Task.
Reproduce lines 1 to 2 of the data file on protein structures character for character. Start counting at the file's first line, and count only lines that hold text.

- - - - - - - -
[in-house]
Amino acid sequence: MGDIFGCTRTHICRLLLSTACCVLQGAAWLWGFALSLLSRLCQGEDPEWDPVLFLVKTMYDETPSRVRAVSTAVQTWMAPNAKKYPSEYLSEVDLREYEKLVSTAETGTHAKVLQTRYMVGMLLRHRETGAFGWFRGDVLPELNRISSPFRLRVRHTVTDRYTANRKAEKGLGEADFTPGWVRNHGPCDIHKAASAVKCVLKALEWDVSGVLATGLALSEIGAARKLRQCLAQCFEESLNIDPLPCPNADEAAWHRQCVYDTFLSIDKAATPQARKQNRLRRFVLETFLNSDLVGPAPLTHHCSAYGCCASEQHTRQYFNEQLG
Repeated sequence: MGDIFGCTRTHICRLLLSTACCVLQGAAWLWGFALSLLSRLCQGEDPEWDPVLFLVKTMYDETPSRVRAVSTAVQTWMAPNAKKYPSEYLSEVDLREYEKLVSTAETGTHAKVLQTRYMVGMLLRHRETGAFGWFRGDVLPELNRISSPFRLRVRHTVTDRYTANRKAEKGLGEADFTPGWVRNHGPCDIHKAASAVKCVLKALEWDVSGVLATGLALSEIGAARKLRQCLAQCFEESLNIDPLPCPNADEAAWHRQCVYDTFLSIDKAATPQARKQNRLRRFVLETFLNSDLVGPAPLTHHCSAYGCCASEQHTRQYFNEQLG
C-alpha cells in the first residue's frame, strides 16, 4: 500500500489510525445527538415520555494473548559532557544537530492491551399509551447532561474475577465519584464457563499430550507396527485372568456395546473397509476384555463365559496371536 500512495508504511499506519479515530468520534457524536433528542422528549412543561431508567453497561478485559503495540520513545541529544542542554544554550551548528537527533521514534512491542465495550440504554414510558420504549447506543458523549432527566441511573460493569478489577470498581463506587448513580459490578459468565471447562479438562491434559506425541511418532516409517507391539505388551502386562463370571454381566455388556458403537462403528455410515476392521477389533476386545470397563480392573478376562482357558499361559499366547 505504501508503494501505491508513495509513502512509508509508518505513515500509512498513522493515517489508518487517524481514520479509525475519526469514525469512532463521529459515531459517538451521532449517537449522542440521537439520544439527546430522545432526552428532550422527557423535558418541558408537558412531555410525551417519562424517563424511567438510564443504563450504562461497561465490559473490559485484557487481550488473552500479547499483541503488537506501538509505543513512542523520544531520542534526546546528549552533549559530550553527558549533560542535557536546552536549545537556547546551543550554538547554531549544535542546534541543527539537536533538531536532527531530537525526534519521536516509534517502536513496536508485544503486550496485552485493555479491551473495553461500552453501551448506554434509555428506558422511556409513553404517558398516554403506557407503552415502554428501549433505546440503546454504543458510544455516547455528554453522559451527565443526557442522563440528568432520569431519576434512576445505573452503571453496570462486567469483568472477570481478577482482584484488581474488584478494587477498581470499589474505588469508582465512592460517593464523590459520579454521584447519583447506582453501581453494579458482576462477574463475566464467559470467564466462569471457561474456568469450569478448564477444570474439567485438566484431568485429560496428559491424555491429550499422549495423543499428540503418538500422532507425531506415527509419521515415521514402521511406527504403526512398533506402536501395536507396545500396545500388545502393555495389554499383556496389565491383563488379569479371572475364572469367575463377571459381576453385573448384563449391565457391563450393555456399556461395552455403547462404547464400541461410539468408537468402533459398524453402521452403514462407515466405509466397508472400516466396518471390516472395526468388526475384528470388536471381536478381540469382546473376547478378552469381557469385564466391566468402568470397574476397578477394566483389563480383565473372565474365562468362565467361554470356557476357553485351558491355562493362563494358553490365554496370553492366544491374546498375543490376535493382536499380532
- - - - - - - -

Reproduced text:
[in-house]
Amino acid sequence: MGDIFGCTRTHICRLLLSTACCVLQGAAWLWGFALSLLSRLCQGEDPEWDPVLFLVKTMYDETPSRVRAVSTAVQTWMAPNAKKYPSEYLSEVDLREYEKLVSTAETGTHAKVLQTRYMVGMLLRHRETGAFGWFRGDVLPELNRISSPFRLRVRHTVTDRYTANRKAEKGLGEADFTPGWVRNHGPCDIHKAASAVKCVLKALEWDVSGVLATGLALSEIGAARKLRQCLAQCFEESLNIDPLPCPNADEAAWHRQCVYDTFLSIDKAATPQARKQNRLRRFVLETFLNSDLVGPAPLTHHCSAYGCCASEQHTRQYFNEQLG